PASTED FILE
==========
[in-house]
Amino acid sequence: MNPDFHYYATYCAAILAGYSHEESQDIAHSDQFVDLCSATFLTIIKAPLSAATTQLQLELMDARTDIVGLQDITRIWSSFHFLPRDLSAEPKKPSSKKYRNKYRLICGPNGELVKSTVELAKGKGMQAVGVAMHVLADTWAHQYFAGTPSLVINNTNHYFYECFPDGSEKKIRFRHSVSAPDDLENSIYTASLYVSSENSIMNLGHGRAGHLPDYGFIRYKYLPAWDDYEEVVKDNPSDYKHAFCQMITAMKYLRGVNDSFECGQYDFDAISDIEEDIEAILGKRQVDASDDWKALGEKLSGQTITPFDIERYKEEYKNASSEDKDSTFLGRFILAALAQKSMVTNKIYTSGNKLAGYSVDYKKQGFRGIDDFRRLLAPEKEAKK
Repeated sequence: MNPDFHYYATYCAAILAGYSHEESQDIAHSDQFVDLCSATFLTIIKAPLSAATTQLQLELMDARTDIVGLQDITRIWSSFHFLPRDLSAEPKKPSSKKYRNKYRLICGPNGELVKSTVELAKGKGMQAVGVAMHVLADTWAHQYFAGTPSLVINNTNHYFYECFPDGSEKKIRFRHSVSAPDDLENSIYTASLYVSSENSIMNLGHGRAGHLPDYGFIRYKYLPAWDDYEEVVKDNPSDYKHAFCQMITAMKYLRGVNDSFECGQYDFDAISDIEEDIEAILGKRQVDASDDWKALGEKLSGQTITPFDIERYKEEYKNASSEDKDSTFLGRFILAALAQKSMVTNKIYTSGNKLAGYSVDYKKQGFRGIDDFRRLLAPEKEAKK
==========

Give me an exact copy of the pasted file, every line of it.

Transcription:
[in-house]
Amino acid sequence: MNPDFHYYATYCAAILAGYSHEESQDIAHSDQFVDLCSATFLTIIKAPLSAATTQLQLELMDARTDIVGLQDITRIWSSFHFLPRDLSAEPKKPSSKKYRNKYRLICGPNGELVKSTVELAKGKGMQAVGVAMHVLADTWAHQYFAGTPSLVINNTNHYFYECFPDGSEKKIRFRHSVSAPDDLENSIYTASLYVSSENSIMNLGHGRAGHLPDYGFIRYKYLPAWDDYEEVVKDNPSDYKHAFCQMITAMKYLRGVNDSFECGQYDFDAISDIEEDIEAILGKRQVDASDDWKALGEKLSGQTITPFDIERYKEEYKNASSEDKDSTFLGRFILAALAQKSMVTNKIYTSGNKLAGYSVDYKKQGFRGIDDFRRLLAPEKEAKK
Repeated sequence: MNPDFHYYATYCAAILAGYSHEESQDIAHSDQFVDLCSATFLTIIKAPLSAATTQLQLELMDARTDIVGLQDITRIWSSFHFLPRDLSAEPKKPSSKKYRNKYRLICGPNGELVKSTVELAKGKGMQAVGVAMHVLADTWAHQYFAGTPSLVINNTNHYFYECFPDGSEKKIRFRHSVSAPDDLENSIYTASLYVSSENSIMNLGHGRAGHLPDYGFIRYKYLPAWDDYEEVVKDNPSDYKHAFCQMITAMKYLRGVNDSFECGQYDFDAISDIEEDIEAILGKRQVDASDDWKALGEKLSGQTITPFDIERYKEEYKNASSEDKDSTFLGRFILAALAQKSMVTNKIYTSGNKLAGYSVDYKKQGFRGIDDFRRLLAPEKEAKK